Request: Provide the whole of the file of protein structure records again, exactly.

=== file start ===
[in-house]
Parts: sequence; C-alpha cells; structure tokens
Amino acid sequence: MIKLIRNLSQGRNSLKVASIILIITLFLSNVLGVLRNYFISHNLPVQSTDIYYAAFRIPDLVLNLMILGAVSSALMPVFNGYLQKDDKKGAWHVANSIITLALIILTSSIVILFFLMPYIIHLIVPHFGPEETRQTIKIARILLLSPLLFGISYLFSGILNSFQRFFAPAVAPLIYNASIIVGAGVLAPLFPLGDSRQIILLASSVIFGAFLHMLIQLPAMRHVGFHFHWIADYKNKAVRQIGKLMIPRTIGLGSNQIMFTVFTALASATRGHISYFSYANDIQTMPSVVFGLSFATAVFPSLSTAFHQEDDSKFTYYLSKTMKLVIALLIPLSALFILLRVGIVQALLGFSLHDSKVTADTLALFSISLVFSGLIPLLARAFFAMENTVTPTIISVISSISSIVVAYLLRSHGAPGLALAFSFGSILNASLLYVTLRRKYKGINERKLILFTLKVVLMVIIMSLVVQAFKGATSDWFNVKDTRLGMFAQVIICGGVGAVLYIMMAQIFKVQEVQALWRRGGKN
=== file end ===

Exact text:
[in-house]
Parts: sequence; C-alpha cells; structure tokens
Amino acid sequence: MIKLIRNLSQGRNSLKVASIILIITLFLSNVLGVLRNYFISHNLPVQSTDIYYAAFRIPDLVLNLMILGAVSSALMPVFNGYLQKDDKKGAWHVANSIITLALIILTSSIVILFFLMPYIIHLIVPHFGPEETRQTIKIARILLLSPLLFGISYLFSGILNSFQRFFAPAVAPLIYNASIIVGAGVLAPLFPLGDSRQIILLASSVIFGAFLHMLIQLPAMRHVGFHFHWIADYKNKAVRQIGKLMIPRTIGLGSNQIMFTVFTALASATRGHISYFSYANDIQTMPSVVFGLSFATAVFPSLSTAFHQEDDSKFTYYLSKTMKLVIALLIPLSALFILLRVGIVQALLGFSLHDSKVTADTLALFSISLVFSGLIPLLARAFFAMENTVTPTIISVISSISSIVVAYLLRSHGAPGLALAFSFGSILNASLLYVTLRRKYKGINERKLILFTLKVVLMVIIMSLVVQAFKGATSDWFNVKDTRLGMFAQVIICGGVGAVLYIMMAQIFKVQEVQALWRRGGKN